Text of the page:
The story of thrash began in the early 80s and peaked at the end of that glorious decade. The history books tell you it came close to extinction in the 90s (even if that’s not strictly true), but it’s had a stellar resurgence since the turn of the millennium, with many of the scene’s biggest name rediscovering their original spirit and a host of next-gen thrashers pushing things forward. Here from 2000 right up to today.
- The 10 best thrash songs from 1983-85
- The 10 best thrash songs from 1986-89
- The 10 best thrash songs from 1990-99
Destruction – The Butcher Strikes Back (All Hell Breaks Loose, 2000)
Audibly furious with themselves for wasting a decade, the reunited pioneers reclaimed territory on this wistful memoir – our first clue that the 00s heralded a new thrash Golden Age.
Kreator – Reconquering The Throne (Violent Revolution, 2001)
As soon as this explosive opener burst out of the speakers, we were all trying to wipe away tears, even as our heads were banging.
Exodus – Scar Spangled Banner (Tempo Of The Damned, 2004)
Municipal Waste – Unleash The Bastards (Hazardous Mutation, 2005)
These guys stuffed a firecracker up thrash's arse in the 00s, unleashing delicious garish, frantic crossover suckerpunches, like this flailing tale of mechanised warfare.
Slayer – Cult (Christ Illusion, 2006)
With the return of drum god Dave Lombardo, Slayer got their edge back, as trailed on this obsessively blasphemous advance cut (release date: 6/6/6).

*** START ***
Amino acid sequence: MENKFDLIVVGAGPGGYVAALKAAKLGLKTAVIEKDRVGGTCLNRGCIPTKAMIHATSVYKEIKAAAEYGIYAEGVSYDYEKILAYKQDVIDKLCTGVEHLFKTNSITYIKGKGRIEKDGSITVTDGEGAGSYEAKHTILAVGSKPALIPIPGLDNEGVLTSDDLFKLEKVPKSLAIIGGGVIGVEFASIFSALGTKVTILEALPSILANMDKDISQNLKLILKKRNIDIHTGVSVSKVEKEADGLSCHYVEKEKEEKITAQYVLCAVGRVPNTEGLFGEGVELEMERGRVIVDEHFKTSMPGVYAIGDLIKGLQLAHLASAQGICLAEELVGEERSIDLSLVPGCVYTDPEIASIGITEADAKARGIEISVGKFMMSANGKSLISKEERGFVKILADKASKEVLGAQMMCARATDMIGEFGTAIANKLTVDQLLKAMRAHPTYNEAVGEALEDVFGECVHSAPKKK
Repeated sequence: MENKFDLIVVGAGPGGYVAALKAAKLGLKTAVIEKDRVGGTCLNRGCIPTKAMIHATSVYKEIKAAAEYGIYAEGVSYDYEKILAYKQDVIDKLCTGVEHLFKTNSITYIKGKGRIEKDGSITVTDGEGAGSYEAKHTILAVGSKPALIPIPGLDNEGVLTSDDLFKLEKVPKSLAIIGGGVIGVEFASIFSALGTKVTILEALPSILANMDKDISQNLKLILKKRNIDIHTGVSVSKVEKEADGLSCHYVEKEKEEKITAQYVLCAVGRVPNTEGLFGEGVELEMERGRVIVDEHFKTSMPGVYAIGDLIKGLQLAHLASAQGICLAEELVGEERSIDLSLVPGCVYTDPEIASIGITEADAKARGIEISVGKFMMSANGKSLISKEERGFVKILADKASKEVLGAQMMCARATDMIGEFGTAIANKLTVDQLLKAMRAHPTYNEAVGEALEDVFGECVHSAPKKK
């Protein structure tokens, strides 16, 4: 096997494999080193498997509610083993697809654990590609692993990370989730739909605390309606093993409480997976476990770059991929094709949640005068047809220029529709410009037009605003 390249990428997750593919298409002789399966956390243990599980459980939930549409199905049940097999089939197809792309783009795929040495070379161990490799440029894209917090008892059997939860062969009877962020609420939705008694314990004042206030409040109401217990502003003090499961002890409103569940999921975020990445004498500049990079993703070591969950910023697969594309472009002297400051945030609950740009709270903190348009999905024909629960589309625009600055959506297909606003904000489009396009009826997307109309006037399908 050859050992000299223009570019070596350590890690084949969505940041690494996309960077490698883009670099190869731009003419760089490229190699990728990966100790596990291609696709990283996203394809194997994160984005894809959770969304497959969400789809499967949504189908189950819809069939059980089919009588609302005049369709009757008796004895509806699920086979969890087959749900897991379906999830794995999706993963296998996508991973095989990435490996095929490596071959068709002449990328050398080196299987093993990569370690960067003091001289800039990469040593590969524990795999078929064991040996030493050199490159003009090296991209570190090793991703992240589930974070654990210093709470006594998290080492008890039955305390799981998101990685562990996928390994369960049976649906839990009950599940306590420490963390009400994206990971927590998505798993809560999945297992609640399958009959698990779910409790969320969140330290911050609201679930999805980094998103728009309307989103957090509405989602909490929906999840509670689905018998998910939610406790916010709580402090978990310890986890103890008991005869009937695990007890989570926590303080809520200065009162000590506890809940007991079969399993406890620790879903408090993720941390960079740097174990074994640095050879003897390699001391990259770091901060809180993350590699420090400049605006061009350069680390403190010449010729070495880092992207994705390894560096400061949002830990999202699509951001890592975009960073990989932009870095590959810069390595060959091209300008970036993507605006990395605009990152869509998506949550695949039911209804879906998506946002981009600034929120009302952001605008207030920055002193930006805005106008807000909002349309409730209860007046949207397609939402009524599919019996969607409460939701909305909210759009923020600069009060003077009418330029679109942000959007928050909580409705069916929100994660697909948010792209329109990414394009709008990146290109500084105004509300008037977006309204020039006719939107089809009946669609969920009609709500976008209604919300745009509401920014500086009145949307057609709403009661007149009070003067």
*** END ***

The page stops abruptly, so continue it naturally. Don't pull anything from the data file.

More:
Evile – Thrasher (Enter The Grave, 2007)
The Huddersfield hellions dropped jaws in 2007 with the strength and purity of this time-warped assault, upping the ante on the genre's revival.
Megadeth – Headcrusher (Endgame, 2009)
A whirlwind of thrashy technicality, Headcrusher was the best Megadeth single to drop since the early 90s, and Endgame cemented a return to the very top of their game.
Overkill – Ironbound (Ironbound, 2010)
Prolific hard-workers Overkill always kept up solid form, but in 2010 few expected anything as resoundingly powerful as this rugged, gleaming thrash masterclass.
Metallica – Spit Out The Bone (Hardwired... To Self-Destruct, 2016)
After decades away from thrash, the men who kicked it off were snapping necks again on this righteous riff labyrinth, closing their latest LP with spirited momentum.
Power Trip – Executioner’s Tax (Swing Of The Axe) (2017)
If any band represented thrash’s bright future, it was Texan terrors Power Trip. Like their illustrious forebears, Executioner’s Tax (Swing Of The Axe) combined the muscle and menace of metal with the fury and moral righteousness of hardcore. RIP Riley Gale.